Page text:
By Dennis Abrams
The International Prize for Arabic Fiction, sometimes referred to as the Arab Booker, has been announced, with 16 novels in contention for the 2016 prize. Those who made the list were chosen from 159 entries from 18 countries, all published within the last 12 months.
The highest number of 2016 longlisted authors came from Egypt and Palestine.
The list includes a surprisingly large number of younger writers and debut novelists. Three longlisted writers are under the age of 40, and first novels by Tareq Bakari and Abdennour Mezzine have been included. In addition, two of the longlisted authors – Mohamed Rabie and Shahla Ujayli – have previously participated in IPAF’s annual nadwa, or writers’ workshop, for emerging writers with promise. Ujayli worked on a section of her longlisted book, A Sky Close to Our House, during the 2014 nadwa.
The full 2016 longlist, with author names in alphabetical order, is as follows:
Here by Taleb Alrefai, Platinum Books, Kuwait
Hymns of Temptation by Laila al-Atrash, Difaf Publications, Palestine/Jordan
Numedia by Tareq Bakari, Dar al-Adab, Morocco
The Temple of Silken Fingers by Ibrahim Farghali, Al-Ikhtilef, Egypt
People of the Palms, Janan Jasim Halawi, Saqi Books, Iraq
Mariam’s Journey by Mahmoud Hasan al-Jasim, Dar Tanweer Egypt, Syria
Desertified Waters by Hazim Kamaledin, Fadaat, Iraq
Destinies: Concerto of the Holocaust and the Nabka by Rabai al-Madhoun, Maktabat Kul Shee, Palestine
Letters of the Storm by Abdennour Mezzine, Slaiki Akhawayn Publications, Morocco
Warsaw a Little While Ago by Ahmed Muhsin, Hachette Antoine, Lebanon
The Prophecy of Saqqa by Hamed al-Nazir, Dar Tanweer, Tunis, Sudan
The Black Brigade by Mohamed Mansi Qandil, Dar al-Shorouq, Egypt
Mercury by Mohamed Rabie, Dar Tanweer, Lebanon, Egypt
Praise for the Women of the Family by Mahmoud Shukair, Hachette Antoine, Palestine
A Sky Close to Our House by Shahla Ujayli, Difaf Publications, Syria
The Guard of the Dead by George Yaraq, Difaf Publications, Lebanon
The titles were selected by a five member panel of judges, whose names will be announced in Muscat, Oman on February 9, at the same time as the shortlist of six titles.
The 2016 Chair of Judges had this to say about the longlist:
“The task of choosing this year’s longlist was not easy given the high quality of overall submissions, which featured many young, unknown writers in addition to well-established names. However, a strong longlist has emerged, with many of the titles dealing with their subjects in fresh and unconventional ways and using experimental language. The books look at topical concerns from the Arab world – from daily life to larger political and social issues – and, between them, condemn violence, sectarianism (political, religious and tribal) and current dictatorships.”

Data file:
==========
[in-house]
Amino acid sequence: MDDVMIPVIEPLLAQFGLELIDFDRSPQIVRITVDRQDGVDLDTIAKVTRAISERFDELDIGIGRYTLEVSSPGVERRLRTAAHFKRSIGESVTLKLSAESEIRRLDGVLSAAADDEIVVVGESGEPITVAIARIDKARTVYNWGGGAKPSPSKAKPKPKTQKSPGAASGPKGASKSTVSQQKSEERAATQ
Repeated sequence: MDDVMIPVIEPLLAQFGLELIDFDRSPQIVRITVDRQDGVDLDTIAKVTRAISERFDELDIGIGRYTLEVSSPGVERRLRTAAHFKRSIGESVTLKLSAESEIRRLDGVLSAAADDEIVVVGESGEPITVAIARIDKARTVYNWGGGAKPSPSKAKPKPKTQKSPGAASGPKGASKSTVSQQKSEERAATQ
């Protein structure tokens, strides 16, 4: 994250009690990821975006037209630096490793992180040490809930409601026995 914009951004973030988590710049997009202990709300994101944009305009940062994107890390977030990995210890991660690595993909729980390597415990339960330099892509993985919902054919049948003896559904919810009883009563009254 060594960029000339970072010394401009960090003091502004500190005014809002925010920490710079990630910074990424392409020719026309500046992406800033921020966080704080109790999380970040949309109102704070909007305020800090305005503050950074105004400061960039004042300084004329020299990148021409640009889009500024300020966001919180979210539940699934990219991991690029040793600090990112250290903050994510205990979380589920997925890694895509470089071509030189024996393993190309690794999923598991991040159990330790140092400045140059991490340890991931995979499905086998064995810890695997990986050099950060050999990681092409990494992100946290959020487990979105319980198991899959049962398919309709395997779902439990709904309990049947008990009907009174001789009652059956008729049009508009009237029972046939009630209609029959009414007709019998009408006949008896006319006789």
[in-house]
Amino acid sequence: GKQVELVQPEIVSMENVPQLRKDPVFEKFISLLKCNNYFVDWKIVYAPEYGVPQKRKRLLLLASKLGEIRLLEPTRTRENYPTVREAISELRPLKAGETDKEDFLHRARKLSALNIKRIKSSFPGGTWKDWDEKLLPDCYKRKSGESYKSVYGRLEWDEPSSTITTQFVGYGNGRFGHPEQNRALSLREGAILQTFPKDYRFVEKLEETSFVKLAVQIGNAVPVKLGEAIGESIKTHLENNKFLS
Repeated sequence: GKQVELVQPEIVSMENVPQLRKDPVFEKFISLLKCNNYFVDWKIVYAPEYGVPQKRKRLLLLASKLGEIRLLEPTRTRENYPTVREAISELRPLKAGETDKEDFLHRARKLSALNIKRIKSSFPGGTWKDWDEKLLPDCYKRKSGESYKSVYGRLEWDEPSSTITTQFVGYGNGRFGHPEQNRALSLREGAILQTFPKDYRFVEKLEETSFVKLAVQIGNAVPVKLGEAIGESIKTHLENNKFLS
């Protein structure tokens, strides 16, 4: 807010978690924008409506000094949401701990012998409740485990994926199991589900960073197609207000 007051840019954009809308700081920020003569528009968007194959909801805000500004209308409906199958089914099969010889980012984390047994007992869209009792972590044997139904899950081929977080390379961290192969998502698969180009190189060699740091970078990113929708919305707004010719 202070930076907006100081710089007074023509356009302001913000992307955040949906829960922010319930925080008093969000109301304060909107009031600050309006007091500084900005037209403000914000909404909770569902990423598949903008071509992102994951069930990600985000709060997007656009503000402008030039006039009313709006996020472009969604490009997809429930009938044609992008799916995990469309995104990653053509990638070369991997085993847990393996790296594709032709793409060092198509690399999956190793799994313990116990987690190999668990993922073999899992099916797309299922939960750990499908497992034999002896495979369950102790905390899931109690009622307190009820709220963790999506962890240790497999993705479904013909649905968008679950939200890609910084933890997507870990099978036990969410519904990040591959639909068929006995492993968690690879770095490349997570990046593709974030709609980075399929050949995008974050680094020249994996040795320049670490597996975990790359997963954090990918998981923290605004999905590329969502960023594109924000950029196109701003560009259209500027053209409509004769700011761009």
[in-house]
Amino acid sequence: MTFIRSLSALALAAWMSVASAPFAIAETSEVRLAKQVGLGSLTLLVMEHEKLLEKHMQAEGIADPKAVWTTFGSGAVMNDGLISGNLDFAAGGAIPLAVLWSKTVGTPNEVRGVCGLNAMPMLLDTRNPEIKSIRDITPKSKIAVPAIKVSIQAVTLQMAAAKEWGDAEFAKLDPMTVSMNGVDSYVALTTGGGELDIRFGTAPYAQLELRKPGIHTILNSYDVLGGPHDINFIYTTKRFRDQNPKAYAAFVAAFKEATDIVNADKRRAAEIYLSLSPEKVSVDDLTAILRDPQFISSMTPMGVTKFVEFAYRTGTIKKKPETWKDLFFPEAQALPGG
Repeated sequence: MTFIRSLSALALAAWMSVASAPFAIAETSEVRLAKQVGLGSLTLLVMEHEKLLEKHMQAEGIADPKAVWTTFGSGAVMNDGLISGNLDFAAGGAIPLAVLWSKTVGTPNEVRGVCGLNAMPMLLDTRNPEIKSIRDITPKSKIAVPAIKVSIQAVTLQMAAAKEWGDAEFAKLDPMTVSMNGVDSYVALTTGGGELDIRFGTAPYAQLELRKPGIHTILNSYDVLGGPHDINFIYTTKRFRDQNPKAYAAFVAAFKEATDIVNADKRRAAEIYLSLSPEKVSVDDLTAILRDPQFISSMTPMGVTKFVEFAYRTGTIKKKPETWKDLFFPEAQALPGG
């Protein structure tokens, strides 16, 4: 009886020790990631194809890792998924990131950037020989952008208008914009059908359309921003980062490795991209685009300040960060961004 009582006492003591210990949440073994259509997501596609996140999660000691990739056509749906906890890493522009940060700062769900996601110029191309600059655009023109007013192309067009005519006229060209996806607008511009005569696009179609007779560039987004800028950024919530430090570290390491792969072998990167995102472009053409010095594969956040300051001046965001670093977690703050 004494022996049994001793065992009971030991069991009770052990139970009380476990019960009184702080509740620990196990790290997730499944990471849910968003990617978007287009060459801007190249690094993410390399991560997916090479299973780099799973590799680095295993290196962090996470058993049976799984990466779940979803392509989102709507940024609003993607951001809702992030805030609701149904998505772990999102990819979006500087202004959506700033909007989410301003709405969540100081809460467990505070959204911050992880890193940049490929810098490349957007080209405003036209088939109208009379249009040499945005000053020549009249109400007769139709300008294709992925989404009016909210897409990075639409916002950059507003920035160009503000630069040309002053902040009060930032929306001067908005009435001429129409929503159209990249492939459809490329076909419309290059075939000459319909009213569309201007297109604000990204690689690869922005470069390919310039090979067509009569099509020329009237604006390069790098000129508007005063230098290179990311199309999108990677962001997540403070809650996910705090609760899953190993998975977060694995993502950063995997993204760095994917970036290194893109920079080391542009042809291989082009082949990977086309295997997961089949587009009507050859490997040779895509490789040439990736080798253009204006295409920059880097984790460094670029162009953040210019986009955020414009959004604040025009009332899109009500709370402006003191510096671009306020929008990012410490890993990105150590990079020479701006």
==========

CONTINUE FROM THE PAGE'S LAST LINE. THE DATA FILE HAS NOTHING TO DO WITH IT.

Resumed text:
Professor Yasir Suleiman CBE, Chair of the Board of Trustees, added:
“This is an impressive longlist of novels that hail from different parts of the Arab world. They address abiding issues that touch different aspects of our humanity in vivid and often disturbing ways that challenge preconceived ideas. Technically mature and sometimes demanding, the longlist lives up to the IPAF tradition of enticing the readers into new worlds of the creative imagination.”
This is the ninth year of the Prize, which is recognized as the leading prize for literary fiction in the Arab world. And, delivering on its goal to increase the international audience for Arabic fiction, the Prize has guaranteed English translations for all of its winners.
Taher’s Sunset Oasis was translated into English by Sceptre (an imprint of Hodder & Stoughton) in 2009 and has gone on to be translated into at least eight languages worldwide. Ziedan’s Azazeel was published in the UK by Atlantic Books in April 2012, while 2013 saw the publication of Spanish translations of Baha Taher’s Sunset Oasis (El Oasis) and Rabee Jaber’s The Druze of Belgrade (Los Drusos de Belgrado) by Madrid-based publisher Turner. English translations of Abdo Khal and Mohammed Achaari’s winning novels were published in 2014 by the Bloomsbury Qatar Foundation.
Saud Alsanousi’s The Bamboo Stalk (Bloomsbury Qatar Foundation Publishing) was published in 2015 and Raja Alem’s novel, The Dove’s Necklace (Duckworth), will be published in the March this year. 2014 IPAF winner Frankenstein in Baghdad by Ahmed Saadawi has also secured English publication with Oneworld in the UK and Penguin Books in the US.
The winner of the International Prize for Arabic Fiction 2016 will be announced at an awards ceremony in Abu Dhabi on Tuesday 26 April 2016, the eve of the Abu Dhabi International Book Fair. The six shortlisted finalists will receive $10,000, with a further $50,000 going to the winner.
The International Prize for Arabic Fiction is an annual literary prize for prose fiction in Arabic. It is run with the support of the Booker Prize Foundation in London and funded by the Abu Dhabi Tourism & Culture Authority (TCA Abu Dhabi) in the UAE.